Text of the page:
Prince Charles has ordered his chefs to stop serving the controversial French pâté at his royal residences and has decided to review the Royal warrant of one of his supplier's- The House of Cheese in Tetbury- after the business refused to remove the pâté from sale.
The Prince confirmed the decision in a letter to animal rights group Viva! The group recently held a Day of Action against foie gras, which saw over 400 people take part in peaceful actions.
Viva! campaigns manager, Justin Kerswell, said: "There is nothing humane about mechanically inducing disease in a bird by forcing a pipe down its throat and making him consume such an abnormal quantity of food that his liver expands many times its normal size.
"The Royal approval for the campaign to make Britain foie gras free is invaluable. We ask consumers everywhere to give foie gras the elbow."
One of the country's top restaurants has also stopped serving foie gras after it was subjected to a campaign of threats and vandalism by extreme animal rights group, the Animal Liberation Front (ALF).
The two Michelin-starred Midsummer House in Cambridge has served the pâté since it opened but was forced to remove it from the menu after a brick was thrown through the window, anti foie gras slogans were sprayed across the walls, window panes were scratched and locks were glued.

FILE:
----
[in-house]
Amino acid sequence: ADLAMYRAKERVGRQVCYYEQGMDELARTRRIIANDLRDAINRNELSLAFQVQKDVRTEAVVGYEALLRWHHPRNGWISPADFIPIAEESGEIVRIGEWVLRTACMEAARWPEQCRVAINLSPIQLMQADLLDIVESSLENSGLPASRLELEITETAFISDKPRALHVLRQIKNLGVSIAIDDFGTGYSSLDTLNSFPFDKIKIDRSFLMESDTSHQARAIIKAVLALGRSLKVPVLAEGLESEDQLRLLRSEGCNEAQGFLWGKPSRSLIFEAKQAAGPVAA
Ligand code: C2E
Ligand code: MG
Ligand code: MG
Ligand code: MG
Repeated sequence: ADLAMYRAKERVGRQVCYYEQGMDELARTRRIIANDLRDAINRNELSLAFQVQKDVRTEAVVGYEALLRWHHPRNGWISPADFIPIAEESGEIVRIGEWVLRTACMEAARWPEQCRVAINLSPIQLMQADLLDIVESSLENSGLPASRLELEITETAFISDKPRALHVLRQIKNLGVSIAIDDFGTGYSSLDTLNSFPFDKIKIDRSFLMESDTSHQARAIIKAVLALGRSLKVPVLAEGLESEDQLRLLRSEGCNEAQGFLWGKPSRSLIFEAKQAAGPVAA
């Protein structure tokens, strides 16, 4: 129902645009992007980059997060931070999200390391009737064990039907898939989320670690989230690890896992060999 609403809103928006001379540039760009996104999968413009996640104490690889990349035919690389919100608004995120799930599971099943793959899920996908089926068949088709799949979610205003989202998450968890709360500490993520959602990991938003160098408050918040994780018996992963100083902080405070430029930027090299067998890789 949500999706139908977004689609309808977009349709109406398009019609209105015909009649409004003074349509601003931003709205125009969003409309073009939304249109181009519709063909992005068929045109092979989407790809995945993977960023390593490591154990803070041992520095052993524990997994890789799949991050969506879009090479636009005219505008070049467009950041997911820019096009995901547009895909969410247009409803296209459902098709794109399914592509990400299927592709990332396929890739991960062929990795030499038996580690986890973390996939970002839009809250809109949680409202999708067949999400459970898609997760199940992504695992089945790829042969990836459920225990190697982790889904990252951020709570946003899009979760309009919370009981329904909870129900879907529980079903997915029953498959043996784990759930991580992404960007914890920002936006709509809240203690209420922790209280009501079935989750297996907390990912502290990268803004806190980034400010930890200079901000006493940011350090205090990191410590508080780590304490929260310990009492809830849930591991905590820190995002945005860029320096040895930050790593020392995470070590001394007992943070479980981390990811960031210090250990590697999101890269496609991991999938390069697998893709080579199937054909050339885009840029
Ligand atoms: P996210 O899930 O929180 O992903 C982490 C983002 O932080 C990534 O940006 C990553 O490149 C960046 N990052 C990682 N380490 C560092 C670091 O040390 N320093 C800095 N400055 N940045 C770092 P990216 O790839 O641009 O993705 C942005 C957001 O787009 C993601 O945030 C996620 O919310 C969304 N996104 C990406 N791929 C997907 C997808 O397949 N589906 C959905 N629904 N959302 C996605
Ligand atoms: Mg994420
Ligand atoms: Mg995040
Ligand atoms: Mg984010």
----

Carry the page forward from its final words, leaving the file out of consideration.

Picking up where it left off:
ALF has claimed responsibility for the attack in an open email to a local newspaper. Danny Clifford, owner and head chef at the restaurant, told the Independent: "A few weeks ago I'd have said it was a question of giving my customers freedom of choice, but this is serious now.
"They've said if we don't take it off the menu the attacks will get worse. The police have advised that the ALF can get pretty violent, so we've been left with no choice. I have to take it off the menu for the sake of my staff, my family and my business."
Foie gras is produced by force feeding ducks or geese through a pipe inserted down their oesophagus. The process is repeated two or three times daily for two to three weeks until the birds develop fatty liver disease.
The pâté is not produced in Britain, as the government has made it clear that its production would contravene existing animal welfare regulations, but it is legal to import the product.